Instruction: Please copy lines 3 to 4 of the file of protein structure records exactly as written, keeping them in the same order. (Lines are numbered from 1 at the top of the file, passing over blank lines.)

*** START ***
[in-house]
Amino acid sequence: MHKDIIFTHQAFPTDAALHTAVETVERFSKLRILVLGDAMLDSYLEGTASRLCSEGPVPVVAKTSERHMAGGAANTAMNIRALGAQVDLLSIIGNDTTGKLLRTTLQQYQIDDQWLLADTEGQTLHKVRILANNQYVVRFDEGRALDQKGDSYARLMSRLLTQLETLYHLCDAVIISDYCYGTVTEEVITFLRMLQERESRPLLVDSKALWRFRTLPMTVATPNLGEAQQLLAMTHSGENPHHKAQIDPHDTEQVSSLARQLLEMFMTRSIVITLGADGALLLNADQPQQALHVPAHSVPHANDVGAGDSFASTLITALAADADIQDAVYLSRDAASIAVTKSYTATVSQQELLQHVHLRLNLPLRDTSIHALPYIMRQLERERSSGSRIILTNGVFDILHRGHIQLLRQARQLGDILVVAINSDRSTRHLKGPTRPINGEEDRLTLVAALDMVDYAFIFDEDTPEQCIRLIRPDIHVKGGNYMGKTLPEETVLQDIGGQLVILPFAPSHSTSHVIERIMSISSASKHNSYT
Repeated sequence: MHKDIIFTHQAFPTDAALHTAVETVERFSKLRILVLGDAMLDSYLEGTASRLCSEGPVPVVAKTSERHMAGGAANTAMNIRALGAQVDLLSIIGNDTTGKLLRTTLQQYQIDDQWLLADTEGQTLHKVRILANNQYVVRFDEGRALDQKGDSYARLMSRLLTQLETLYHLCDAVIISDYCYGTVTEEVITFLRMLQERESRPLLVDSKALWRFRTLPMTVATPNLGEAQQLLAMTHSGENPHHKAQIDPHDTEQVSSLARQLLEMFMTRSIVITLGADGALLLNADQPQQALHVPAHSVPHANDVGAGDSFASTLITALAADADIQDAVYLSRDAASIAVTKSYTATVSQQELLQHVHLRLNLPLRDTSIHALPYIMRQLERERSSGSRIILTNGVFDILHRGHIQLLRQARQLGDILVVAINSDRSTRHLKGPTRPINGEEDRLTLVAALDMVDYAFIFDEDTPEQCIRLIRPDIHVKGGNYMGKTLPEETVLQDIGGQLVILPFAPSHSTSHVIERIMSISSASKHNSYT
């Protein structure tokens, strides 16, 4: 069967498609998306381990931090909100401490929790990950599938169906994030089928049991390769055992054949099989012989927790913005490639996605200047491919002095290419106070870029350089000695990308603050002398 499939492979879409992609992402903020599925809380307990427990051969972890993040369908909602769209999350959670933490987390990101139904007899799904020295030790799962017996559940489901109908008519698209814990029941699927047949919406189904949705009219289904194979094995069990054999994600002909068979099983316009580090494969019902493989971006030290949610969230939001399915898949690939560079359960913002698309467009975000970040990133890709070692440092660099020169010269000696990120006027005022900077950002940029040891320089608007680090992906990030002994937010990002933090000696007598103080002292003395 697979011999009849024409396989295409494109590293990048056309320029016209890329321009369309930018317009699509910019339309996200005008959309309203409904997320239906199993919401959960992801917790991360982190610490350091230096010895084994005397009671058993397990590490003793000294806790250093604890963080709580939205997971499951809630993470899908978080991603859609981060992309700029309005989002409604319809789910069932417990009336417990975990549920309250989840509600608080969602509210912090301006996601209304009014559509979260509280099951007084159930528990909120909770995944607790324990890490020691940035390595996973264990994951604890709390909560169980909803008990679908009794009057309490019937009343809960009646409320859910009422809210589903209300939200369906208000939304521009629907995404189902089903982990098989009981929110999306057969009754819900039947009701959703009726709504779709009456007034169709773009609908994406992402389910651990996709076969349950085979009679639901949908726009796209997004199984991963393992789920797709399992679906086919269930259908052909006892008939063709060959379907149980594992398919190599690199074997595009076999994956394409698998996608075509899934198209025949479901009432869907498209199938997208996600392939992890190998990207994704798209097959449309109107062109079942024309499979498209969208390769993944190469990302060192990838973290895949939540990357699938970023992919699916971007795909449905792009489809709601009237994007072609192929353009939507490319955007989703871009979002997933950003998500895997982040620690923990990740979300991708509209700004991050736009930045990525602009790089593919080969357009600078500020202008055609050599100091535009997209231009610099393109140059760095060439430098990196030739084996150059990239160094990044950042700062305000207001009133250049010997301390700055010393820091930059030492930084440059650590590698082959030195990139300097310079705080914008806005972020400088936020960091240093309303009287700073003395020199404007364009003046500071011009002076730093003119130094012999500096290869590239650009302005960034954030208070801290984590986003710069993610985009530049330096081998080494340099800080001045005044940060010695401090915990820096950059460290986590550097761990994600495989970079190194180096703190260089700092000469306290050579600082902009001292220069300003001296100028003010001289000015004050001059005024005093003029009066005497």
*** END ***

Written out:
Repeated sequence: MHKDIIFTHQAFPTDAALHTAVETVERFSKLRILVLGDAMLDSYLEGTASRLCSEGPVPVVAKTSERHMAGGAANTAMNIRALGAQVDLLSIIGNDTTGKLLRTTLQQYQIDDQWLLADTEGQTLHKVRILANNQYVVRFDEGRALDQKGDSYARLMSRLLTQLETLYHLCDAVIISDYCYGTVTEEVITFLRMLQERESRPLLVDSKALWRFRTLPMTVATPNLGEAQQLLAMTHSGENPHHKAQIDPHDTEQVSSLARQLLEMFMTRSIVITLGADGALLLNADQPQQALHVPAHSVPHANDVGAGDSFASTLITALAADADIQDAVYLSRDAASIAVTKSYTATVSQQELLQHVHLRLNLPLRDTSIHALPYIMRQLERERSSGSRIILTNGVFDILHRGHIQLLRQARQLGDILVVAINSDRSTRHLKGPTRPINGEEDRLTLVAALDMVDYAFIFDEDTPEQCIRLIRPDIHVKGGNYMGKTLPEETVLQDIGGQLVILPFAPSHSTSHVIERIMSISSASKHNSYT
């Protein structure tokens, strides 16, 4: 069967498609998306381990931090909100401490929790990950599938169906994030089928049991390769055992054949099989012989927790913005490639996605200047491919002095290419106070870029350089000695990308603050002398 499939492979879409992609992402903020599925809380307990427990051969972890993040369908909602769209999350959670933490987390990101139904007899799904020295030790799962017996559940489901109908008519698209814990029941699927047949919406189904949705009219289904194979094995069990054999994600002909068979099983316009580090494969019902493989971006030290949610969230939001399915898949690939560079359960913002698309467009975000970040990133890709070692440092660099020169010269000696990120006027005022900077950002940029040891320089608007680090992906990030002994937010990002933090000696007598103080002292003395 697979011999009849024409396989295409494109590293990048056309320029016209890329321009369309930018317009699509910019339309996200005008959309309203409904997320239906199993919401959960992801917790991360982190610490350091230096010895084994005397009671058993397990590490003793000294806790250093604890963080709580939205997971499951809630993470899908978080991603859609981060992309700029309005989002409604319809789910069932417990009336417990975990549920309250989840509600608080969602509210912090301006996601209304009014559509979260509280099951007084159930528990909120909770995944607790324990890490020691940035390595996973264990994951604890709390909560169980909803008990679908009794009057309490019937009343809960009646409320859910009422809210589903209300939200369906208000939304521009629907995404189902089903982990098989009981929110999306057969009754819900039947009701959703009726709504779709009456007034169709773009609908994406992402389910651990996709076969349950085979009679639901949908726009796209997004199984991963393992789920797709399992679906086919269930259908052909006892008939063709060959379907149980594992398919190599690199074997595009076999994956394409698998996608075509899934198209025949479901009432869907498209199938997208996600392939992890190998990207994704798209097959449309109107062109079942024309499979498209969208390769993944190469990302060192990838973290895949939540990357699938970023992919699916971007795909449905792009489809709601009237994007072609192929353009939507490319955007989703871009979002997933950003998500895997982040620690923990990740979300991708509209700004991050736009930045990525602009790089593919080969357009600078500020202008055609050599100091535009997209231009610099393109140059760095060439430098990196030739084996150059990239160094990044950042700062305000207001009133250049010997301390700055010393820091930059030492930084440059650590590698082959030195990139300097310079705080914008806005972020400088936020960091240093309303009287700073003395020199404007364009003046500071011009002076730093003119130094012999500096290869590239650009302005960034954030208070801290984590986003710069993610985009530049330096081998080494340099800080001045005044940060010695401090915990820096950059460290986590550097761990994600495989970079190194180096703190260089700092000469306290050579600082902009001292220069300003001296100028003010001289000015004050001059005024005093003029009066005497």